WILLISTON, N.D. - Japanese students from Kokusai Junior College (KJC) got a taste of American culture when Williston State College hosted them September 2-13.
Fifteen Japanese students, supervised by two chaperones, came to learn about America and practice their conversational English while staying with local host families. According to Kim Weismann, Arts and Human Science Department Chair, seven families hosted the students: Katie and Travis Peterson, Kim Weismann and Tony Freed, Heather Billings, Rory and Emily Cowan, Leland and Beverly Tong, Charles and Elizabeth Pitcher and Trevor and Jordan Cooley. All host families had two students except the Cooley family, which had three.
Jordan Cooley is not new to this experience. Not only did she host last year, but she was part of the eighteen-day immersion program with KJC in Japan in late May. Along with ten other WSC students, Cooley taught English in exchange for lessons in Japanese customs from calligraphy to origami.
Cooley wanted to take the trip to Japan after her first host family experience, when she and her husband hosted a shy, interesting young man named Tomoki. "We had taken him to my husband's work BBQ and everyone was just so fascinated with the small differences between our cultures," Cooley explained. "Hosting Tomoki inspired me to make the trip to Japan because it made me curious about their culture."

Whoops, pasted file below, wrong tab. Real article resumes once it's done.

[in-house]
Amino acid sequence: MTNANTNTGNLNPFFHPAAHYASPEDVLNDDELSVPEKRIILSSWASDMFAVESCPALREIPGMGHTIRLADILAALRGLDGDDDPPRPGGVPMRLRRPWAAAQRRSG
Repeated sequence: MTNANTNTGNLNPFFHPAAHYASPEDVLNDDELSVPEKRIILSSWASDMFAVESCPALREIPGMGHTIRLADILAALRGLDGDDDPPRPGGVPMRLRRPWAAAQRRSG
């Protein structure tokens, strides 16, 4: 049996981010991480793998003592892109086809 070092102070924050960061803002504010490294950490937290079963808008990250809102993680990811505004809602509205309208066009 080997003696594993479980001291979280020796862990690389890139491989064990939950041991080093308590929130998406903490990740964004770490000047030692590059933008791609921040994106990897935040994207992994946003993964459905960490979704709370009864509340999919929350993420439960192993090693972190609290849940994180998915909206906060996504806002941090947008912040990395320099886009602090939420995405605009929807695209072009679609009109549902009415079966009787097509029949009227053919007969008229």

Struck by Japan's strict culture, Cooley was surprised that most students did not have the privileges Americans had. "I made it my mission to open my home to these students, to show them the American way and to do my best to let them experience the thing that they wanted to try the most while here."
The Japanese students were encouraged to expand their knowledge of American culture while practicing their conversational English with students their own age. Attending classes and staying with host families, these students described their experiences in a group presentation September 11.
Several KJC students remarked on how friendly and affectionate people were in the Midwest. They could not get over how much space Williston had, but several found our desserts were "too sweet". Trips to Medora and the Enchanted Highway were interspersed with trips to Walmart for inexpensive items. Some even got to experience driving a car and shooting a gun, both, of course, with proper training and supervision from their host families.
For more information, contact Kim Weismann at 701.774.4544.
For any information regarding WSC, please visit www.willistonstate.edu,
call 1.888.863.9455, or stop by 1410 University Avenue, Williston, ND.